Invisible Resurrection: The Recreation of a Communist Party in South Africa in the 1950's

By Johns, Sheridan | African Studies Quarterly, Fall 2007 | Go to article overview

Invisible Resurrection: The Recreation of a Communist Party in South Africa in the 1950's


Johns, Sheridan, African Studies Quarterly


Abstract: Gwendolen Carter frequently mentioned communism in her seminal 1958 book, The Politics of Inequality: South Africa Since 1948. This paper will analyze South African communism in the opening decade and a half of apartheid. It will consider the characterization of communism in opposition as presented in Carter's book, in light of recently published autobiographies and biographies of communists and African nationalists who were active in the 1940s and 1950s. The 1950 Suppression of Communism Act forced the formerly legal Communist Party of South Africa (CPSA) to transform itself into the underground South African Communist Party (SACP). The paper delineates the important features of organized communism underground up to its near collapse as a result of the arrests at its Rivonia headquarters in 1963. It then briefly examines its deepening collaboration with the African National Congress over the next 30 years and concludes with observations on the significance of this early apartheid era history for the SACP's position in post-apartheid South Africa.

"The Government thus made it impossible for a Communist to be chosen a Native representative by the Cape Africans. It is less sure that its victory was more than a surface one."[1]

"Detention without trial, isolation in police cells, physical and psychological torture--[were] practices which in my experience in the 50's and 40's were never engaged in by the security services."[2]

INTRODUCTION

In her 1957 assessment of efforts by the National Party government to block white communists elected to represent Africans in the lower house of South Africa's parliament, Gwendolen Carter suggested that the government's 'success' was limited. Neither she, nor apparently anyone outside communist ranks, were then aware that South African communists in 1953 had founded the South African Communist Party (SACP), a successor to the Communist Party of South Africa (CPSA) that had been dissolved by its central committee in June, 1950.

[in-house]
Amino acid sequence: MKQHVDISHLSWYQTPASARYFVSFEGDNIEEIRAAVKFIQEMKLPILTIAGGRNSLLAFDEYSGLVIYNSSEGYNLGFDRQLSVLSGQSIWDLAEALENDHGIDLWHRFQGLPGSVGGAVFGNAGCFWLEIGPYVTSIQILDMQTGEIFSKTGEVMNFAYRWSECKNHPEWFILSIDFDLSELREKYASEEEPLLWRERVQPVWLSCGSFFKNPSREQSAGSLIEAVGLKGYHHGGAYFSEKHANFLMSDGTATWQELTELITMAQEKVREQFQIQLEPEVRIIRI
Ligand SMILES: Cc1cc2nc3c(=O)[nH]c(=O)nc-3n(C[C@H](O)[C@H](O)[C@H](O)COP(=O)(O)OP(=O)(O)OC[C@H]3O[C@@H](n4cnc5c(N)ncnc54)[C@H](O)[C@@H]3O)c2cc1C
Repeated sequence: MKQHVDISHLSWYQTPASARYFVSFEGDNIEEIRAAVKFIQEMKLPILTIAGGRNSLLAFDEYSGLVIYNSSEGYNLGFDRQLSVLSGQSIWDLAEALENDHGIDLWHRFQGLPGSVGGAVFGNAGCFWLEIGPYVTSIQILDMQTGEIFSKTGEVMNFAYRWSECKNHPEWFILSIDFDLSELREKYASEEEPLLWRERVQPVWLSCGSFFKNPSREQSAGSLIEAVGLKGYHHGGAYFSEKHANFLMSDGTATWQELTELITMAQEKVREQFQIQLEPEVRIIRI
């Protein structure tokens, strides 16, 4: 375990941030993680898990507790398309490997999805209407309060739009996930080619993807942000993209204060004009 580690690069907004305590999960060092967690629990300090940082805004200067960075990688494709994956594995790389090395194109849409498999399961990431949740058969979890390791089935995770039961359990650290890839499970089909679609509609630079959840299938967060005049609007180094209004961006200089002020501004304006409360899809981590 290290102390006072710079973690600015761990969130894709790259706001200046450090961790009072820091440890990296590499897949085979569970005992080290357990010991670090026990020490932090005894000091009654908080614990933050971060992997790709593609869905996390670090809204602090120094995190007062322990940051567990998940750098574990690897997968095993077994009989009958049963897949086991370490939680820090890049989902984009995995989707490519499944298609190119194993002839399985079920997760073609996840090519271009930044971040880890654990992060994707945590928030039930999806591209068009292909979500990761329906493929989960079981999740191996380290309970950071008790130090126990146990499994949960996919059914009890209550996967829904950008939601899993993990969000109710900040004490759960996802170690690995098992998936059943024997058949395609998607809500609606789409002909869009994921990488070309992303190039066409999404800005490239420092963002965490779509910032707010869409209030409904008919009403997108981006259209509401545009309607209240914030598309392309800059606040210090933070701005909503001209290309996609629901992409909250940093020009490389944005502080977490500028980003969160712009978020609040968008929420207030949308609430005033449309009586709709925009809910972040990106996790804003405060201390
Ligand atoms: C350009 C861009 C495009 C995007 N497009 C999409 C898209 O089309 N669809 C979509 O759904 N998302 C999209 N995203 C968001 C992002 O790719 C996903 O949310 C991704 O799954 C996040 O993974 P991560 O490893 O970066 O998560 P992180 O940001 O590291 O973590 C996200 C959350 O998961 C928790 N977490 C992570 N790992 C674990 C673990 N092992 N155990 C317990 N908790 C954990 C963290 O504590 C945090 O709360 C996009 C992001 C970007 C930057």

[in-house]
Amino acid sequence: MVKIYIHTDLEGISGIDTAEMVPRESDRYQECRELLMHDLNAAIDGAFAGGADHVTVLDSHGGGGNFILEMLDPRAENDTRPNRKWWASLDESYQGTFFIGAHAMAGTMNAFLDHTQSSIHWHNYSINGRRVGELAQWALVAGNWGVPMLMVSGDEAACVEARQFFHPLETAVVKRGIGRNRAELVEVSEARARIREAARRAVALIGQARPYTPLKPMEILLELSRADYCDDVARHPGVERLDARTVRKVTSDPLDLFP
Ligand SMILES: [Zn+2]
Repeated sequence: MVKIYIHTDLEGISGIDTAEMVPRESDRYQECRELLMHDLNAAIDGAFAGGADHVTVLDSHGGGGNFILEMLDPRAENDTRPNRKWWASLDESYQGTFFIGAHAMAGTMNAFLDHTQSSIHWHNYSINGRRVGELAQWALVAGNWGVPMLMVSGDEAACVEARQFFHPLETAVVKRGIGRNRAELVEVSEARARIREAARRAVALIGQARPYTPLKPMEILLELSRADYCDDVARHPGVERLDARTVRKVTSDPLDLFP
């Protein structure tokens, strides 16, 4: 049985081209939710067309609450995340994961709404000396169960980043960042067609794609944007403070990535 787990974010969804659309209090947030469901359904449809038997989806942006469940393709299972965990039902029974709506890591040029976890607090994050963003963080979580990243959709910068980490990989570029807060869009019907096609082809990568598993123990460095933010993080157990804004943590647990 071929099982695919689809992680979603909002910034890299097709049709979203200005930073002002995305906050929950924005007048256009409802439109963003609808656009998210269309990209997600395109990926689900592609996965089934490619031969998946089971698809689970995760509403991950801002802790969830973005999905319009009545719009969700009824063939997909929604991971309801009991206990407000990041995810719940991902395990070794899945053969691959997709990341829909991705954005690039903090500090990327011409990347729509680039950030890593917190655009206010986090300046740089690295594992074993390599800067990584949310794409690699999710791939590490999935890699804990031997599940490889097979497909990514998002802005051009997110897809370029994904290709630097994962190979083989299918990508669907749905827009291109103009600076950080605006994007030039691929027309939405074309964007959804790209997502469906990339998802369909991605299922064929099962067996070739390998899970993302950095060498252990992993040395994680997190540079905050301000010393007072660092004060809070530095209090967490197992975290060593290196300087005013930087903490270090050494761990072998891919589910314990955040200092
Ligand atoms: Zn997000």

Only recently, following the publication of autobiographies and memoirs of longtime communists, in tandem with biographies of deceased communist leaders, has sufficient new information come to light that permits a more detailed examination of the fashion in which the SACP came into existence and the dynamics of its clandestine activities in the 1950s. Drawing from these sources, the analysis that follows delineates the important features of organized communism in South Africa during the first years of its underground existence. [3] In a brief conclusion, observations are offered on the significance of this period for the SACP in the post-apartheid years since 1994.

In the decade that followed the dissolution of the CPSA, communists and other radical opponents of apartheid, most notably the African National Congress (ANC), were actively engaged in organizing challenges to the National Party government. They operated in a political environment in which the government both repressed and tolerated its radical opponents. Repression was intensified through the passage of new legislation and the utilization of existing police power and practices to control and harass its opponents. The Suppression of Communism Act of 1950 symbolized the primacy that the government gave to expanding its arsenal to counter the 'threat' of communism. The broad powers of this legislation empowered the government to prosecute and ban organizations and individuals deemed 'communist' under a loose and encompassing definition. These powers, combined with those already in the hands of the government under the Riotous Assemblies Act, and augmented by those of the Public Safety Act of 1953 and the Criminal Laws Amendment Act of 1953, allowed the government to regulate and ban organizations and individuals that acted to protest the deepening of segregation and discrimination that was apartheid. Toleration of anti-apartheid opposition by the government was unwilling and grudging, particularly as ANC-led opposition grew through the 1950's, but legal rights were generally respected and police practices continued largely as they had been in the pre-1948 period.

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